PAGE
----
Thompson ignores the offense's Steve Lawrence wonders why Packers GM Ted Thompson turned a blind eye to the team's glaring lack of playmakers on offense.

No offense, Ted, but where's the offense?

To refresh Ted Thompson's memory, the Packers' offense last season was dreadful. With the opponent's entire defensive focus on stopping Donald Driver, and the rest of the Packers' pathetic receiving corps unable to beat the most pedestrian of defensive backs, Brett Favre threw interceptions the way a politician makes promises he/she won't keep. The running game was inferior. Samkon Gado showed promise when he wasn't fumbling, but too often found running behind the Packers' offensive line akin to running straight into a bulldozer.

So here we are, on this first day of May and nearing the start of the first minicamp, and the Packers' offense is better in what way?

Favre's back, which is a good thing, but he'll be throwing the ball to a receiving corps that's actually worse than it was last season. Say what you want about Antonio Chatman, but he was one of the Packers' most dependable receivers, for whatever that's worth.

Chatman's now in Cincinnati, joining Javon Walker (traded to Denver) and Terrence Murphy (injured) as receivers who were expected to contribute in 2005 but will be nowhere in sight in 2006.

Driver presumably will be joined in the starting lineup by Rod Gardner, a former first-round pick who's had one good season in his five years in the NFL, or Robert Ferguson, a player who's been so disappointing that he deserves no further comment.

If you think free-agent signing Marc Boerigter (39 catches in four seasons in Kansas City, including eight in the last two combined) or rookies Greg Jennings (second round) or Cory Rodgers (fourth round) will be difference makers this year — if ever — then you'll be sorely disappointed. The Packers actually drafted a third wide receiver, Will Blackmon, in the fourth round, but apparently the team's receiving corps is so strong that Blackmon can be moved to defensive back.

To be fair, this year's wide receiver draft class — like the free-agent class — was weak. Some experts called this the weakest draft class at the position in more than a decade. And, with Gado, Ahman Green and Najeh Davenport under contract, the Packers probably didn't need to draft a running back, either.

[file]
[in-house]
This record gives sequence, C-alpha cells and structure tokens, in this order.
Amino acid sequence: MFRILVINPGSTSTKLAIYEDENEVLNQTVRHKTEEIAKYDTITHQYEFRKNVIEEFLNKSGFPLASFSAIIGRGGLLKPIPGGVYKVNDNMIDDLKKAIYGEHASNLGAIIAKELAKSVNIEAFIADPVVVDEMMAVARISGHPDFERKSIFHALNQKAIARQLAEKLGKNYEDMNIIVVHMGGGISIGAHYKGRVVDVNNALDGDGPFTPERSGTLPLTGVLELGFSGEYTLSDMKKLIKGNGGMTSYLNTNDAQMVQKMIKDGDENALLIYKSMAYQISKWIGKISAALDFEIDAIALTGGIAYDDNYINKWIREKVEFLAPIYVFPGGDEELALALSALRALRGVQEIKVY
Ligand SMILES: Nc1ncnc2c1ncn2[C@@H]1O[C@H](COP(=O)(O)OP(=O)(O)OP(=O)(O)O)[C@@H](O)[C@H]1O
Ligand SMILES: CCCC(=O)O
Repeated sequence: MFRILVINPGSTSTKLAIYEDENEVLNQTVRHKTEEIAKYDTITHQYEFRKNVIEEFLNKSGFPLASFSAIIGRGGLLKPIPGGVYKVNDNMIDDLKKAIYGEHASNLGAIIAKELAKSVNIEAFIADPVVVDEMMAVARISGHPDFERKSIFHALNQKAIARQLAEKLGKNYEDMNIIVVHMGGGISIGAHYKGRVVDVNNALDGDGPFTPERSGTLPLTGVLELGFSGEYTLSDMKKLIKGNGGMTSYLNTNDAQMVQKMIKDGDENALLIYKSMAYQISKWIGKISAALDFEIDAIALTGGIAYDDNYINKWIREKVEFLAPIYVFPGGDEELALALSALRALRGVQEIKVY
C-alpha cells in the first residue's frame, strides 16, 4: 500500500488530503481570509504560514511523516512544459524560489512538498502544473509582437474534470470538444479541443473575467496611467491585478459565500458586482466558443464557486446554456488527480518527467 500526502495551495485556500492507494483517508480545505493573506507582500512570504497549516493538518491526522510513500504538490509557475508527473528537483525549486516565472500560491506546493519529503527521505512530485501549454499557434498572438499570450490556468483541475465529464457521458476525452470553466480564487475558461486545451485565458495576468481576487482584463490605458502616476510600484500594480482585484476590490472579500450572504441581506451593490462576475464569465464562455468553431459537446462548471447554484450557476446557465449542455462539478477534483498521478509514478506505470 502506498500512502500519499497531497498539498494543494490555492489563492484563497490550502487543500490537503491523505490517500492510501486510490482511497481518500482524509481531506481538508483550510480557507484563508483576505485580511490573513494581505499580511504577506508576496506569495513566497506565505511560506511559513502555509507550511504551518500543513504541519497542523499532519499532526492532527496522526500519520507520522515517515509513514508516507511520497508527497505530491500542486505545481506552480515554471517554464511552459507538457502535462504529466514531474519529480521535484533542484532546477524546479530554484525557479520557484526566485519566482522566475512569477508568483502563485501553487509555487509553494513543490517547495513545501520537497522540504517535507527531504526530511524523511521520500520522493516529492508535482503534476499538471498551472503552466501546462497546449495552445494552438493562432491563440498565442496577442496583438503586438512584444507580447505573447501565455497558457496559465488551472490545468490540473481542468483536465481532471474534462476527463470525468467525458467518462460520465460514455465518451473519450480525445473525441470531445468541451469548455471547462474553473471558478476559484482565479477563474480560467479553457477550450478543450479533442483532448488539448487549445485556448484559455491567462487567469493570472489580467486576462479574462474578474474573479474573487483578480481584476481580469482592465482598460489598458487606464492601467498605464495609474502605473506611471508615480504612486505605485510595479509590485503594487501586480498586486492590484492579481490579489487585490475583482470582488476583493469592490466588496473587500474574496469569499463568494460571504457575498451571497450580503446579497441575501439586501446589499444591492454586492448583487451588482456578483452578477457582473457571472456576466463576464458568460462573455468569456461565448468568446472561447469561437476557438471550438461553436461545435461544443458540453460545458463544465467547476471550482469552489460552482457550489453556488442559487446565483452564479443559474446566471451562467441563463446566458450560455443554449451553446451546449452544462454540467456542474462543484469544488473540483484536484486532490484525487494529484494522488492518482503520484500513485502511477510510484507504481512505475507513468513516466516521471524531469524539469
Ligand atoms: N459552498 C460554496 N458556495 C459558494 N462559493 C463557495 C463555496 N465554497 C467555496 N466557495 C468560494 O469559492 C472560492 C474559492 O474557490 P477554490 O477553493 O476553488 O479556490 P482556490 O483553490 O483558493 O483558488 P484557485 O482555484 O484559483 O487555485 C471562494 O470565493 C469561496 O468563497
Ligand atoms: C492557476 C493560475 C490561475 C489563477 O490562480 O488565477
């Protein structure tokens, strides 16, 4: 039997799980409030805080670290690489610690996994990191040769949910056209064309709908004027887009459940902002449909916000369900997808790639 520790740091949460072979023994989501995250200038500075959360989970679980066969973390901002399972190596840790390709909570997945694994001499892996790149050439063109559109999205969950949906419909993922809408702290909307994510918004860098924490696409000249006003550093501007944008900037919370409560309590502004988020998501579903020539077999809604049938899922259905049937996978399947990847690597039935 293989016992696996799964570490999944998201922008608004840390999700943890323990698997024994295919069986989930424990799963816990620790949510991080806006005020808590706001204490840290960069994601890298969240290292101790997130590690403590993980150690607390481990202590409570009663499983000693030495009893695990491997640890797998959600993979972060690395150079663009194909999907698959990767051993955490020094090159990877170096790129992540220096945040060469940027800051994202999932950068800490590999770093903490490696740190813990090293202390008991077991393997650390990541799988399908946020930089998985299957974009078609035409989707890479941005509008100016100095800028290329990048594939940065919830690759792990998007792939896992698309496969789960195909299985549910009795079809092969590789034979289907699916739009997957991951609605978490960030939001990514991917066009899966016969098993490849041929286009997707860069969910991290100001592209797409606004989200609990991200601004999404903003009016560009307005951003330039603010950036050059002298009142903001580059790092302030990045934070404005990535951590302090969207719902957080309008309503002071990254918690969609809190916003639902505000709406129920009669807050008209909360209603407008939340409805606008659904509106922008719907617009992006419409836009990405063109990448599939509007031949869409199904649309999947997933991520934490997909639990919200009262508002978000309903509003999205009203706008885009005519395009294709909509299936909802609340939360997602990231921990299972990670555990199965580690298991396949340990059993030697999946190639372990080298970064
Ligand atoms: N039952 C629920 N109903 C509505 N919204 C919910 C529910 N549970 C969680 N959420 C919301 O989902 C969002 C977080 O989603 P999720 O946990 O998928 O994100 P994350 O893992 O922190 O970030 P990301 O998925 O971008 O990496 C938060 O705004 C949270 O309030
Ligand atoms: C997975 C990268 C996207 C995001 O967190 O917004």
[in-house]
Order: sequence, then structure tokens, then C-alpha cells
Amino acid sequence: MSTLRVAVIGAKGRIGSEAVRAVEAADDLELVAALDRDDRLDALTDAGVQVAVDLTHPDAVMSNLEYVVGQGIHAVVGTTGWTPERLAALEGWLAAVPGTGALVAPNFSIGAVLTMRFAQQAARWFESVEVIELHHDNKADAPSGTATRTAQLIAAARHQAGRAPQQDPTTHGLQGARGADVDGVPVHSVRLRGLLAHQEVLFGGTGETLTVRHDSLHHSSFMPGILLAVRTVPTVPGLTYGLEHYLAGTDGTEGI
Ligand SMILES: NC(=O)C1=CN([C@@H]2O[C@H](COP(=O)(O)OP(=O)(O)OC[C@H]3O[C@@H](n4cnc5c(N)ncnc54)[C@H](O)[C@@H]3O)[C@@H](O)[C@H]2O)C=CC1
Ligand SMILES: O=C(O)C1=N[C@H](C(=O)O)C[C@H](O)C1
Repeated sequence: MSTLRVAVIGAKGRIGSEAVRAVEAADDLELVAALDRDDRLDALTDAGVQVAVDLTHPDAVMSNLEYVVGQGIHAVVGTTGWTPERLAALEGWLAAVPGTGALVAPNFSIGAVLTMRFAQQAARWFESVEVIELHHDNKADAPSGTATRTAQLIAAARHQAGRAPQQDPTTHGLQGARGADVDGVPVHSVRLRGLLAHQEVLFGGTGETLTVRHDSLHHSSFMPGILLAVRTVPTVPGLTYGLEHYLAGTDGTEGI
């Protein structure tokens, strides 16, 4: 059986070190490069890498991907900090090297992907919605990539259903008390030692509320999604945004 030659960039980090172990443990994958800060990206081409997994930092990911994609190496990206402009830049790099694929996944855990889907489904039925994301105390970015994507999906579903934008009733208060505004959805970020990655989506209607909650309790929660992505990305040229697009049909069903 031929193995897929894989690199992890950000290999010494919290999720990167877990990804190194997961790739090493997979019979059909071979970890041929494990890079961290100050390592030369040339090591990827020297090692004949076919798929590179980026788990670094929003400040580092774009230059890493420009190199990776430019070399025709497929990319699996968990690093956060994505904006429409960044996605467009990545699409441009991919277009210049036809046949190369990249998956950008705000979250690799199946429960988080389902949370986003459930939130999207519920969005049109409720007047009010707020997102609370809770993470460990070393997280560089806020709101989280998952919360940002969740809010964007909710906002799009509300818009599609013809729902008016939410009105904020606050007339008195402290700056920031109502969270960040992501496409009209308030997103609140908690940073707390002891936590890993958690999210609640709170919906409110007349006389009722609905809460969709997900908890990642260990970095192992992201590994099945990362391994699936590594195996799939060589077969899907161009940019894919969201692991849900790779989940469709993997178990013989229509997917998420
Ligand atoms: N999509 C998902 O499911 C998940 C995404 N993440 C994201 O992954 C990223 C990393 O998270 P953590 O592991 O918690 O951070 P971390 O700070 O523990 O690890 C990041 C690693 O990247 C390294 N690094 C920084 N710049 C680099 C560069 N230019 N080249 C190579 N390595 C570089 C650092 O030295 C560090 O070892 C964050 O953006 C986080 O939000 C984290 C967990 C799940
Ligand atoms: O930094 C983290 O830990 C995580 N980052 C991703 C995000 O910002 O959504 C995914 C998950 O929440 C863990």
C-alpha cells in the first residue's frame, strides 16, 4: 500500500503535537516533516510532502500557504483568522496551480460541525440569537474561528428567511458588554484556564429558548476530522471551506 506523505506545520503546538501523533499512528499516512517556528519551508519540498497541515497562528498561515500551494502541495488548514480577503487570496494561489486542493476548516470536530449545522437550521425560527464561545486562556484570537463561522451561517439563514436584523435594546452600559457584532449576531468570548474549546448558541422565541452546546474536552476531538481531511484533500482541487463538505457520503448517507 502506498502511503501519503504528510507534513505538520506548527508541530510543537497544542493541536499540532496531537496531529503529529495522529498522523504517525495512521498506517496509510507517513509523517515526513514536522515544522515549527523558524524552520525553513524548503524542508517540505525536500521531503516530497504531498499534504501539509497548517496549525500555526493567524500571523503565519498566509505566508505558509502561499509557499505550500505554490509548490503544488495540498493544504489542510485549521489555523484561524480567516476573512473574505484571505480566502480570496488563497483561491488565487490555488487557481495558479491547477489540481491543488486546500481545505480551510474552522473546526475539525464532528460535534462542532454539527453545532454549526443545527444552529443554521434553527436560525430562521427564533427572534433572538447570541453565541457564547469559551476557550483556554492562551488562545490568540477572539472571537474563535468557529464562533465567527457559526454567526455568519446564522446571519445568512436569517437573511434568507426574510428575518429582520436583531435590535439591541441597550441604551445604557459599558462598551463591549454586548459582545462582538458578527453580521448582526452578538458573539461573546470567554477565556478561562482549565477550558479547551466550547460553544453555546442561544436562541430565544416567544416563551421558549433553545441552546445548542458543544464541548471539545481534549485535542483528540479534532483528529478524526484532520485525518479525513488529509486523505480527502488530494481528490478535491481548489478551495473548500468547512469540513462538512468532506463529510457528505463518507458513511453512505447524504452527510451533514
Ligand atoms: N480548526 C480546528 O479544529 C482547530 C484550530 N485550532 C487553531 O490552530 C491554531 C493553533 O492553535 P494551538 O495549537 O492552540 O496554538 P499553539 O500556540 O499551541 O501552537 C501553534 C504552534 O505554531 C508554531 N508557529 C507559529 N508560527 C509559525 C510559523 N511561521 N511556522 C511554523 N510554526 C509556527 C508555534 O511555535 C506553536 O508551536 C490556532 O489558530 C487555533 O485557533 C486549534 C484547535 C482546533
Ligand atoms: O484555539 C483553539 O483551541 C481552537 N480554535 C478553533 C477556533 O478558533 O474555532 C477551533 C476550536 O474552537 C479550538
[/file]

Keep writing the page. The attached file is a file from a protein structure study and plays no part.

Still, Thompson missed some opportunities to give the offense a shot in the arm.

Of course, his biggest opportunity came in the first round, when he could have selected tight end Vernon Davis, a player who would have instantly upgraded the passing offense and probably will become an impossible-to-cover, perennial Pro Bowler. Instead, Thompson drafted linebacker A.J. Hawk, an outstanding player who fills a big-time need.

With the second-round pick acquired in the Walker deal, the Packers could have selected Florida's lightning-fast Chad Jackson, who generally was regarded as the second-best receiver in the draft. Instead, Thompson traded down, and with his next pick, grabbed offensive lineman Daryn Colledge, a tackle who the Packers think will be an outstanding guard. Too bad he can't catch a 50-yard touchdown pass with a highlight-reel grab.

Other productive big-school receivers Thompson could have selected in the second day include Michigan's Jason Avant (fourth round), LSU's Skylar Green (fourth), Wisconsin's Jonathan Orr (sixth) and Auburn's Devin Aromashodu (seventh),

And then there was the opportunity to move up in the first round to draft Reggie Bush. The Packers reportedly offered their first- and third-round picks, along with Walker, to get Bush. The Saints were interested, but wanted a different player thrown in. Favre. Thompson said thanks, but no thanks. So much for you conspiracy theorists who said Thompson was trying to drive Favre out of town.

Regardless, there should be no more confusion about Thompson's plan to turn the Packers into winners. Beyond simply building through the draft, Thompson — as Todd Korth wrote in his commentary earlier today — is building a strong defense and offensive line. In other words, he's building the Pittsburgh Steelers. That's all well and good, but even a sledgehammer offense could use a bolt of electricity.

Lawrence is a regular contributor to Send comments to

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